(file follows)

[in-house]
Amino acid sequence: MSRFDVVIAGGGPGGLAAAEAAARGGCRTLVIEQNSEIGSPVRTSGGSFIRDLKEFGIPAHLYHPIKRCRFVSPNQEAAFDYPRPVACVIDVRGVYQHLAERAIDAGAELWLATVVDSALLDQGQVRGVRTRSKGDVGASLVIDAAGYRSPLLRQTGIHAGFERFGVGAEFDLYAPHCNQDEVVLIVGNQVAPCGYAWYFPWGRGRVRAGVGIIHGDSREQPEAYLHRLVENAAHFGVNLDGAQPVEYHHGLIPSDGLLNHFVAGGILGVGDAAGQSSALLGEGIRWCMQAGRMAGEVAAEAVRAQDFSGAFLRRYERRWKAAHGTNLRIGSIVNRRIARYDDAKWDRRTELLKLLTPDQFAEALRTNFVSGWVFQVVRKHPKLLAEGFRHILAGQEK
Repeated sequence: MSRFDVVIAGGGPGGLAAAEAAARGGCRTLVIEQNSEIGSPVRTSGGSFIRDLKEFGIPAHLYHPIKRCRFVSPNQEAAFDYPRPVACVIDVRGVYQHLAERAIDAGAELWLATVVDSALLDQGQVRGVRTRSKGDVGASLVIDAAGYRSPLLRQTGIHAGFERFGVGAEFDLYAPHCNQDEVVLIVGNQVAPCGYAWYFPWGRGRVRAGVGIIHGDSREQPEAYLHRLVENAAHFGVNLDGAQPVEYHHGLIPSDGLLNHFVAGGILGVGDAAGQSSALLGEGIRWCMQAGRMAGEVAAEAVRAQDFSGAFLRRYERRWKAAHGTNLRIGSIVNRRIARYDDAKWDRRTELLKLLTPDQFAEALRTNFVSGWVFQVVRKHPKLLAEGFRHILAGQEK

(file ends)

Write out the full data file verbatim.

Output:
[in-house]
Amino acid sequence: MSRFDVVIAGGGPGGLAAAEAAARGGCRTLVIEQNSEIGSPVRTSGGSFIRDLKEFGIPAHLYHPIKRCRFVSPNQEAAFDYPRPVACVIDVRGVYQHLAERAIDAGAELWLATVVDSALLDQGQVRGVRTRSKGDVGASLVIDAAGYRSPLLRQTGIHAGFERFGVGAEFDLYAPHCNQDEVVLIVGNQVAPCGYAWYFPWGRGRVRAGVGIIHGDSREQPEAYLHRLVENAAHFGVNLDGAQPVEYHHGLIPSDGLLNHFVAGGILGVGDAAGQSSALLGEGIRWCMQAGRMAGEVAAEAVRAQDFSGAFLRRYERRWKAAHGTNLRIGSIVNRRIARYDDAKWDRRTELLKLLTPDQFAEALRTNFVSGWVFQVVRKHPKLLAEGFRHILAGQEK
Repeated sequence: MSRFDVVIAGGGPGGLAAAEAAARGGCRTLVIEQNSEIGSPVRTSGGSFIRDLKEFGIPAHLYHPIKRCRFVSPNQEAAFDYPRPVACVIDVRGVYQHLAERAIDAGAELWLATVVDSALLDQGQVRGVRTRSKGDVGASLVIDAAGYRSPLLRQTGIHAGFERFGVGAEFDLYAPHCNQDEVVLIVGNQVAPCGYAWYFPWGRGRVRAGVGIIHGDSREQPEAYLHRLVENAAHFGVNLDGAQPVEYHHGLIPSDGLLNHFVAGGILGVGDAAGQSSALLGEGIRWCMQAGRMAGEVAAEAVRAQDFSGAFLRRYERRWKAAHGTNLRIGSIVNRRIARYDDAKWDRRTELLKLLTPDQFAEALRTNFVSGWVFQVVRKHPKLLAEGFRHILAGQEK